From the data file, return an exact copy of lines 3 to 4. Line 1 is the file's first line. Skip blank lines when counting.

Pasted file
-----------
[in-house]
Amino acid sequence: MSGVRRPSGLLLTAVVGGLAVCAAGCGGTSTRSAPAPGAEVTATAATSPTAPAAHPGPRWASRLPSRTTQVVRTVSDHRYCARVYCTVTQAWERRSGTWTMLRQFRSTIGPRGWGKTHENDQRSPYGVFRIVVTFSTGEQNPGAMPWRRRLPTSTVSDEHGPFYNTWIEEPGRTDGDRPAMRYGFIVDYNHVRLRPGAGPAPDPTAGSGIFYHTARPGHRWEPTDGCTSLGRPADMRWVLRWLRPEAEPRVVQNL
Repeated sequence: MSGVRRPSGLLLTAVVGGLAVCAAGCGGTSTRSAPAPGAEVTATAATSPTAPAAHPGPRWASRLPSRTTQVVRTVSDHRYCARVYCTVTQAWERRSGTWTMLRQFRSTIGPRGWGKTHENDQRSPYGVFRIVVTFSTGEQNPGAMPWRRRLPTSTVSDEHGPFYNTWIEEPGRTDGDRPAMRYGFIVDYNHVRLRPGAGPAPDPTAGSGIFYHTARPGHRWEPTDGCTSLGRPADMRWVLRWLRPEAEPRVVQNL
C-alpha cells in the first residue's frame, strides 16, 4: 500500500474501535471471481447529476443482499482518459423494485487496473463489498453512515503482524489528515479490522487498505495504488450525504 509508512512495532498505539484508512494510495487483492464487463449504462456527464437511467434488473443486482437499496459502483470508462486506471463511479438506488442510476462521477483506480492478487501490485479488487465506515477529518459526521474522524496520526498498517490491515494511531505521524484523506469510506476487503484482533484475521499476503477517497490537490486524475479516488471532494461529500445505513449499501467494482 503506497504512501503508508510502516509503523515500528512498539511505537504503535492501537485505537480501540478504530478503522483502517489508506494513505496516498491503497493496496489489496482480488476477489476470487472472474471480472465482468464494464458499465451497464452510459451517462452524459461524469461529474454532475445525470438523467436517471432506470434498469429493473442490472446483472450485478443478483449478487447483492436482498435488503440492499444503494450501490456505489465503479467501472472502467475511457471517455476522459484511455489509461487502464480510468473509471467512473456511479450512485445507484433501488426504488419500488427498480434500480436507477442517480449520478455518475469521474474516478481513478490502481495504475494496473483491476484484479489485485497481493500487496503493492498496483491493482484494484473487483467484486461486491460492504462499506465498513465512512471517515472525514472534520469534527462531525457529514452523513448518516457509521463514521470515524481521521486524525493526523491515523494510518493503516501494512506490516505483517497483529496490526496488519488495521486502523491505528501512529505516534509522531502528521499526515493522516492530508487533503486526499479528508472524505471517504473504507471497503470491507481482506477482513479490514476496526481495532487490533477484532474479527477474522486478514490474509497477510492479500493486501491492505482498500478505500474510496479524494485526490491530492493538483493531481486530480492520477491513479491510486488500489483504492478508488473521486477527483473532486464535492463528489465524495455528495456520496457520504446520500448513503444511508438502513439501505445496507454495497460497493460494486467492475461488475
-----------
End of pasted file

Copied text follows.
Repeated sequence: MSGVRRPSGLLLTAVVGGLAVCAAGCGGTSTRSAPAPGAEVTATAATSPTAPAAHPGPRWASRLPSRTTQVVRTVSDHRYCARVYCTVTQAWERRSGTWTMLRQFRSTIGPRGWGKTHENDQRSPYGVFRIVVTFSTGEQNPGAMPWRRRLPTSTVSDEHGPFYNTWIEEPGRTDGDRPAMRYGFIVDYNHVRLRPGAGPAPDPTAGSGIFYHTARPGHRWEPTDGCTSLGRPADMRWVLRWLRPEAEPRVVQNL
C-alpha cells in the first residue's frame, strides 16, 4: 500500500474501535471471481447529476443482499482518459423494485487496473463489498453512515503482524489528515479490522487498505495504488450525504 509508512512495532498505539484508512494510495487483492464487463449504462456527464437511467434488473443486482437499496459502483470508462486506471463511479438506488442510476462521477483506480492478487501490485479488487465506515477529518459526521474522524496520526498498517490491515494511531505521524484523506469510506476487503484482533484475521499476503477517497490537490486524475479516488471532494461529500445505513449499501467494482 503506497504512501503508508510502516509503523515500528512498539511505537504503535492501537485505537480501540478504530478503522483502517489508506494513505496516498491503497493496496489489496482480488476477489476470487472472474471480472465482468464494464458499465451497464452510459451517462452524459461524469461529474454532475445525470438523467436517471432506470434498469429493473442490472446483472450485478443478483449478487447483492436482498435488503440492499444503494450501490456505489465503479467501472472502467475511457471517455476522459484511455489509461487502464480510468473509471467512473456511479450512485445507484433501488426504488419500488427498480434500480436507477442517480449520478455518475469521474474516478481513478490502481495504475494496473483491476484484479489485485497481493500487496503493492498496483491493482484494484473487483467484486461486491460492504462499506465498513465512512471517515472525514472534520469534527462531525457529514452523513448518516457509521463514521470515524481521521486524525493526523491515523494510518493503516501494512506490516505483517497483529496490526496488519488495521486502523491505528501512529505516534509522531502528521499526515493522516492530508487533503486526499479528508472524505471517504473504507471497503470491507481482506477482513479490514476496526481495532487490533477484532474479527477474522486478514490474509497477510492479500493486501491492505482498500478505500474510496479524494485526490491530492493538483493531481486530480492520477491513479491510486488500489483504492478508488473521486477527483473532486464535492463528489465524495455528495456520496457520504446520500448513503444511508438502513439501505445496507454495497460497493460494486467492475461488475